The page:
In Retrospect and Beyond 2022



The latest version of the onion tangzhong sourdough bread with lactofermented onion salt. Just amazing. And a really great third attempt at a new type of bread I’ve been trying out. A sourdough starter that gets turned as if you had already made the dough.

It sits at 39F for a few days or even weeks during a very long autolyse, the step after you first mix the flour and liquid. No salt, levain, or any other ingredient gets added. It’s very important not to use a flour that has added malted barley (almost all commercial white flours in the US) or it will begin to ferment much more quickly.

It’s like bread bouillon. When needed, you remove some, add your levain such Incredibly tasty. I actually ground the berries myself because the malted barley that gets added to most AP flours eventually turns this into a super hard dough to work with. Should have used a hard red winter wheat, but the flavor of this soft wheat at 11% protein is great.

Incredibly tasty. I actually ground the berries myself because the malted barley that gets added to most AP flours eventually turns this into a super hard dough to work with. Should have used a hard red but the flavor of this soft wheat at 11% protein is great.

So this will be my breakfast treat. An olive oil and pepper cured two year old goat cheese labneh – use milk kefir grains to make the cheese, then strain and press – that has fresh herbs and toasted seeds that over time have developed amazing flavors. And yes I am going to eat the entire loaf.

Ferments and Culture 2022 

Now Playing. With over 6 years of re-edited and first time viewable videos on a wide number of topics. Interested?

InRetrospect is $75 USD for the entire year of 2022. There are already 400+ videos there, some that are an hour long, some much shorter, on everything from making shoyu, miso, pickling, making tempeh, wild fermentation, foraging, vinegars, curing meat, vegan cheese making, sake making, and much more.

More will be added as we go along. The passcodes and addresses get changed frewuently so stay in touch.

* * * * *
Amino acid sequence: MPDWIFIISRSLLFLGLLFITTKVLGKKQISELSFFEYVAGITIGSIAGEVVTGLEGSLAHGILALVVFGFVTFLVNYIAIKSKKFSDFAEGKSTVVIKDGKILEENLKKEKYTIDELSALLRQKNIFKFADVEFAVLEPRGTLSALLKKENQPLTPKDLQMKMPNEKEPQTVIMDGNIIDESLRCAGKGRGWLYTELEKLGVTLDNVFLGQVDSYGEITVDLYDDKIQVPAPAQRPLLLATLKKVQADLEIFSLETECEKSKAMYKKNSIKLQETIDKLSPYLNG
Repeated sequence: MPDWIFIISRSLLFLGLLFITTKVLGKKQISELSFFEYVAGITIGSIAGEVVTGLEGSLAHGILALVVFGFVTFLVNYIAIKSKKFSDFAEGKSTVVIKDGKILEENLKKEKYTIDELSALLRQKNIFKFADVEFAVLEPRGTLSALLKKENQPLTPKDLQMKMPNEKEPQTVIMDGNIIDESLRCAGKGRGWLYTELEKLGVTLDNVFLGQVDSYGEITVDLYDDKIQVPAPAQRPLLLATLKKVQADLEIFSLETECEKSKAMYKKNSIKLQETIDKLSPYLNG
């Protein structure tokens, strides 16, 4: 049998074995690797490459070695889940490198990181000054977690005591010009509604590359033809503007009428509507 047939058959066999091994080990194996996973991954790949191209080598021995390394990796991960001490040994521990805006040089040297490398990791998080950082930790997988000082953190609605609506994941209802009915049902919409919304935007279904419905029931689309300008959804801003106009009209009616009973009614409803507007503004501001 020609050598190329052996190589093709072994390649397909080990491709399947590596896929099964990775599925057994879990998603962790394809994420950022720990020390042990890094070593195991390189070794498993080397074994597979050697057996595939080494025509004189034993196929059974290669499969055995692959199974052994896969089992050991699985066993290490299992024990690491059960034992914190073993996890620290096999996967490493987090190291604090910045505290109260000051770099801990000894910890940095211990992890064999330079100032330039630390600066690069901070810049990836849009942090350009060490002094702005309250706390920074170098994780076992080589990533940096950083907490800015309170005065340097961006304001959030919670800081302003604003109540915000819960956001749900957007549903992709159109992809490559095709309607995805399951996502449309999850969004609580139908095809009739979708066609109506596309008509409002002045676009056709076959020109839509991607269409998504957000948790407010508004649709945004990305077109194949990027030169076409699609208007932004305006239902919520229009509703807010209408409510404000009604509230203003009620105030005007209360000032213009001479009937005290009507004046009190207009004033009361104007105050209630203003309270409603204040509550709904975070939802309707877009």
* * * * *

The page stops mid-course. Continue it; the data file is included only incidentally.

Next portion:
Author: culturesgroup

Ken Fornataro has acquired extensive knowledge of the science and techniques that have been all but forgotten with the increasing industrialization of food. Still in his teens, he was named Executive Chef at the Hermitage restaurant in Boston.   From there he worked at prestigious and often private establishments around the world where he practiced his craft. He ran the kitchen and catering services for Troutbeck in upstate New York, using locally grown and sustainably sourced ingredients in the 1980s. At Bloomingdales flagship store in Manhattan he ran the Fresh Foods department kitchens that included a line of his own prepared, preserved and fermented foods, as well as daily preparations directed by Michel Guérard, Petrossian, and Marcella Hazen. In the late 80s he was recruited to use his skills and training as a scientist to assist in scientific endeavors to find treatments to fight pathogenic viruses and microbes, including strains of Aspergillus, Bacillus, and other microbes. He collaborated with researchers, clinicians, government and industry to develop new treatments for viruses such as HPV, HCV, HIV, and immune system deficiencies as well. He founded The Access Project with The Kaiser Family Foundation and NASTAD, and The Network with the support of federal, state and corporate partners. He has cooked with Julia Child, Michel Guérard, Marcella Hazan, Aveline and Michio Kushi, Paula Wolfert, Leah Chase, Anthony Bourdain and many other Chefs from around the world that taught him traditional Japanese, French, Jewish, Mexican, Chinese, Italian, Nordic, Russian, Indian, and whole food cooking, preservation and fermentation techniques.

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